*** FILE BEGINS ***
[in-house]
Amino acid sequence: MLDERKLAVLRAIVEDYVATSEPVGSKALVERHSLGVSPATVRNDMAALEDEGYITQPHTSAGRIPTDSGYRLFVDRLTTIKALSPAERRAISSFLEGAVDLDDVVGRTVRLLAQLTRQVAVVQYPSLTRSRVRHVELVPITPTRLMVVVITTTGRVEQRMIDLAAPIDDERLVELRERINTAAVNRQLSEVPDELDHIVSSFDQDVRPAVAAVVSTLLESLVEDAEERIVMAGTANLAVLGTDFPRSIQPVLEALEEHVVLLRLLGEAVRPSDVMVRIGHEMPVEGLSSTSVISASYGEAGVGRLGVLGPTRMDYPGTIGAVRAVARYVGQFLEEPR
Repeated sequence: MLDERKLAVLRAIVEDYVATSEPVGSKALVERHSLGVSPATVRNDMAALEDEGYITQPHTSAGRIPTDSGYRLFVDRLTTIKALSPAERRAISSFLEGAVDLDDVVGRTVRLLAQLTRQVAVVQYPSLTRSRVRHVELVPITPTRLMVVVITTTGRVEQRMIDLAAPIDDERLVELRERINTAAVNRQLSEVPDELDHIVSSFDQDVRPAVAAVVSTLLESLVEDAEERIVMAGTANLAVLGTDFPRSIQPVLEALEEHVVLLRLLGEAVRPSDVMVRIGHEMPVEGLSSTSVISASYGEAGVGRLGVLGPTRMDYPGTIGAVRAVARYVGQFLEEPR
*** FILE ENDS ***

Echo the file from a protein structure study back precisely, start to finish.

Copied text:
[in-house]
Amino acid sequence: MLDERKLAVLRAIVEDYVATSEPVGSKALVERHSLGVSPATVRNDMAALEDEGYITQPHTSAGRIPTDSGYRLFVDRLTTIKALSPAERRAISSFLEGAVDLDDVVGRTVRLLAQLTRQVAVVQYPSLTRSRVRHVELVPITPTRLMVVVITTTGRVEQRMIDLAAPIDDERLVELRERINTAAVNRQLSEVPDELDHIVSSFDQDVRPAVAAVVSTLLESLVEDAEERIVMAGTANLAVLGTDFPRSIQPVLEALEEHVVLLRLLGEAVRPSDVMVRIGHEMPVEGLSSTSVISASYGEAGVGRLGVLGPTRMDYPGTIGAVRAVARYVGQFLEEPR
Repeated sequence: MLDERKLAVLRAIVEDYVATSEPVGSKALVERHSLGVSPATVRNDMAALEDEGYITQPHTSAGRIPTDSGYRLFVDRLTTIKALSPAERRAISSFLEGAVDLDDVVGRTVRLLAQLTRQVAVVQYPSLTRSRVRHVELVPITPTRLMVVVITTTGRVEQRMIDLAAPIDDERLVELRERINTAAVNRQLSEVPDELDHIVSSFDQDVRPAVAAVVSTLLESLVEDAEERIVMAGTANLAVLGTDFPRSIQPVLEALEEHVVLLRLLGEAVRPSDVMVRIGHEMPVEGLSSTSVISASYGEAGVGRLGVLGPTRMDYPGTIGAVRAVARYVGQFLEEPR